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Fingers that give shape to flowers

“The longest stem in the vase is called shin, the middle one soe and the smallest tai. The height of the soe should be two-third of the shin,” said the slit-eyed professor, turning to the students after a flurry with chalk and duster on the blackboard.

The participants of the workshop at Indo-Japan Welfare and Culture Association on Wednesday were scribbling it all down, for it is not every day that the city hosts a teacher from Ikenobo Ikebana Society, the oldest school of the flower decoration art in Japan. Though some of them could follow the pointers in busy Japanese, others soldiered on with the help of the translator.

Shinobu Akino has brought 30 years of experience with pots and plants to the city. “I have travelled across the world, from Taiwan and Korea to the US and Germany, taking ikebana classes. They take more interest in the art in the West these days than in Asia,” he said, while cutting gladiolus sticks to size for the issuike shoka (single-material) arrangement.

In Japan itself, the popularity of the art is waning. “The young generation is too occupied with other interests — aerobics, computers…The work pressure is also too much for them to have time for hobbies,” he explained. His classes draw students mostly from the forties age bracket. People learn the floral arrangement to do up their homes, especially on occasions like the Japanese new year. “It is hardly a professional calling,” added the economics graduate from the Kyoto University of Foreign Languages, who speaks “a little Portuguese”. Doesn’t that mean a next generation of ikebana teachers is not being trained' “The government is taking steps for that. The subject has been made compulsory in both primary and high schools. Plus there are more than 1,000 ikebana schools around Japan. The floral art is not exactly in risk of extinction,” he smiled reassuringly.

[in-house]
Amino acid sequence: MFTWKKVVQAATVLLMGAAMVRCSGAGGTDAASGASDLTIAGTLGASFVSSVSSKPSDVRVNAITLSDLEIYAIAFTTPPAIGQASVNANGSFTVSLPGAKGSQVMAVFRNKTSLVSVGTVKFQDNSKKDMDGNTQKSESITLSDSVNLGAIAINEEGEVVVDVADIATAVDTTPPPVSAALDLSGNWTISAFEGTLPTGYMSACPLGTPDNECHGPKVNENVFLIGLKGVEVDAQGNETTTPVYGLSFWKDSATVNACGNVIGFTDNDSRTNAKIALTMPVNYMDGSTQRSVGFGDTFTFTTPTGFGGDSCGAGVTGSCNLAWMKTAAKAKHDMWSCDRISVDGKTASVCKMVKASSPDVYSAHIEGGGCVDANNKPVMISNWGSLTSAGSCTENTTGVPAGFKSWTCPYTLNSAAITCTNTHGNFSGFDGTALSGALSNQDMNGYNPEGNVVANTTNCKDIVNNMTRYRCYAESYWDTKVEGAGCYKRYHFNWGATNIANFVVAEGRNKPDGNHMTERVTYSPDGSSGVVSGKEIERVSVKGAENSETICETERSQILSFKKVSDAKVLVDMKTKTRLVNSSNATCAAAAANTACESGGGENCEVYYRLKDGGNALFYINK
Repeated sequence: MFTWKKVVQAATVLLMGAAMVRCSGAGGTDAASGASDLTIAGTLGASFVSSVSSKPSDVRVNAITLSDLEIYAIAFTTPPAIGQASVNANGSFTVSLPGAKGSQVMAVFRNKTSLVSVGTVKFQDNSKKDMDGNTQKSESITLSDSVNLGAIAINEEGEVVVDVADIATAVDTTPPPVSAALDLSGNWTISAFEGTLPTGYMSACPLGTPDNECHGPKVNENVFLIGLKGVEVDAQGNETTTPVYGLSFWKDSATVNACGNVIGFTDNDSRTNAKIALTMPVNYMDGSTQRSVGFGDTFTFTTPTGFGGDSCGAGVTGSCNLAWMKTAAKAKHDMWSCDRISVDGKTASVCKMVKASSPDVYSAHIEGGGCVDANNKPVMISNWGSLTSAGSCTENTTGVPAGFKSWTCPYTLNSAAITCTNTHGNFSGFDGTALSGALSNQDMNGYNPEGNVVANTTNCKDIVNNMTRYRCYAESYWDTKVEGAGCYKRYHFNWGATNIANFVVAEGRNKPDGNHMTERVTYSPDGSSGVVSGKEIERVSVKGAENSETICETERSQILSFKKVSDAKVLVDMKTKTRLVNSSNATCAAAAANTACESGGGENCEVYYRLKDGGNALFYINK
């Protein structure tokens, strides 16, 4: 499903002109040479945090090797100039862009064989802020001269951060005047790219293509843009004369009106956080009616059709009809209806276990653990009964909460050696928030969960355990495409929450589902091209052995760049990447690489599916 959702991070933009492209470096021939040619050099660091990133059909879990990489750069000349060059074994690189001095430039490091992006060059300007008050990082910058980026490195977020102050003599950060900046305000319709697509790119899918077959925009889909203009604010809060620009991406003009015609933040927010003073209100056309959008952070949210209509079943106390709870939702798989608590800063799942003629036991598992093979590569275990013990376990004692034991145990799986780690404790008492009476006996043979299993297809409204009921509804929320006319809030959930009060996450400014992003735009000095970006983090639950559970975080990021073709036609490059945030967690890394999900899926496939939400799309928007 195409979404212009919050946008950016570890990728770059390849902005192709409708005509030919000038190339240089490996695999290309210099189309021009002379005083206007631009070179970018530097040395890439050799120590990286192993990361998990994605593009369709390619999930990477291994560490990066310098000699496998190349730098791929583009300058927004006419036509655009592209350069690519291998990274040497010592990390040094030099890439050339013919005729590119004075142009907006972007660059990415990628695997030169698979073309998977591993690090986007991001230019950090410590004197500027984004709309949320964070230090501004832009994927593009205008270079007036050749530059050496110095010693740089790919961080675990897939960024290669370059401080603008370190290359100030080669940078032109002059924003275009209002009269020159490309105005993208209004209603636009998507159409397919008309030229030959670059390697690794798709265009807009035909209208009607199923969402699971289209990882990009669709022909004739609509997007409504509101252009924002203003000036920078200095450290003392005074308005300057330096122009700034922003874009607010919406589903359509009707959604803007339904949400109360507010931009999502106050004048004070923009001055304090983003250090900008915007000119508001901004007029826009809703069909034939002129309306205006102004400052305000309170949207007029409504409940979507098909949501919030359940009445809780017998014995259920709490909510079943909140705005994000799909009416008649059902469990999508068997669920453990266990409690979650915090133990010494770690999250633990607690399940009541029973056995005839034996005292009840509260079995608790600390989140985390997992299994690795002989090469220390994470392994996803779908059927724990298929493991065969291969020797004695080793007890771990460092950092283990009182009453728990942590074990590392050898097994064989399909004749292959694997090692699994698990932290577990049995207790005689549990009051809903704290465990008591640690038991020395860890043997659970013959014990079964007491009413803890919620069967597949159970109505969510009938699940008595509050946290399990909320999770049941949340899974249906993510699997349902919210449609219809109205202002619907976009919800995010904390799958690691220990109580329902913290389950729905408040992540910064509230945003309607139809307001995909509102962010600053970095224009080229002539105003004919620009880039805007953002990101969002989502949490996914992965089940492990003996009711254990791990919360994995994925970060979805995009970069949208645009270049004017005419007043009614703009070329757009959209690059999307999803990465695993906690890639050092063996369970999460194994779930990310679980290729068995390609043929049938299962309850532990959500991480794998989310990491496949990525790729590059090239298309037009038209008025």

On Wednesday, Akino took up the more intricate styles as the participants were teachers themselves or were associated with the flower trade. “Participation in such workshops gives us new ideas as ikebana is becoming a favoured style of flower arrangement in hotels and restaurants,” said Anasuya Basu of Pushpalata, who does the décor at a number of hotels. The class progressed from the 17th century rikka (standing style) to the 19th century shoka to the more modern moribana (for flat vases).

Most of the students were going about arranging the roses, ferns and arika palms with adequate deftness. After all, the city is no stranger to ikebana. The Calcutta chapter of Ikenobo Society has been around since 1980.

“The origin of the art lies in the practice of offering flowers before the statue of Buddha. The birthplace is considered to be Kukkakudo temple in Kyoto,” explained Arati Mukherjee, teacher at the city ikebana school.

“There has been a dent in the number of students here. Earlier, we used to get a minimum of 30-35 students for every six-month batch,” added D.N. Bakshi, general secretary of Indo-Japan Welfare and Culture Association, under which the Calcutta Ikenobo chapter runs.

Akino will take a class for beginners on Thursday at the Ballygunge Circular Road address of the Association, which will be followed by an exhibition at Swabhumi on Friday. “After the class, I will be off all day collecting flowers for the show,” he signed off.

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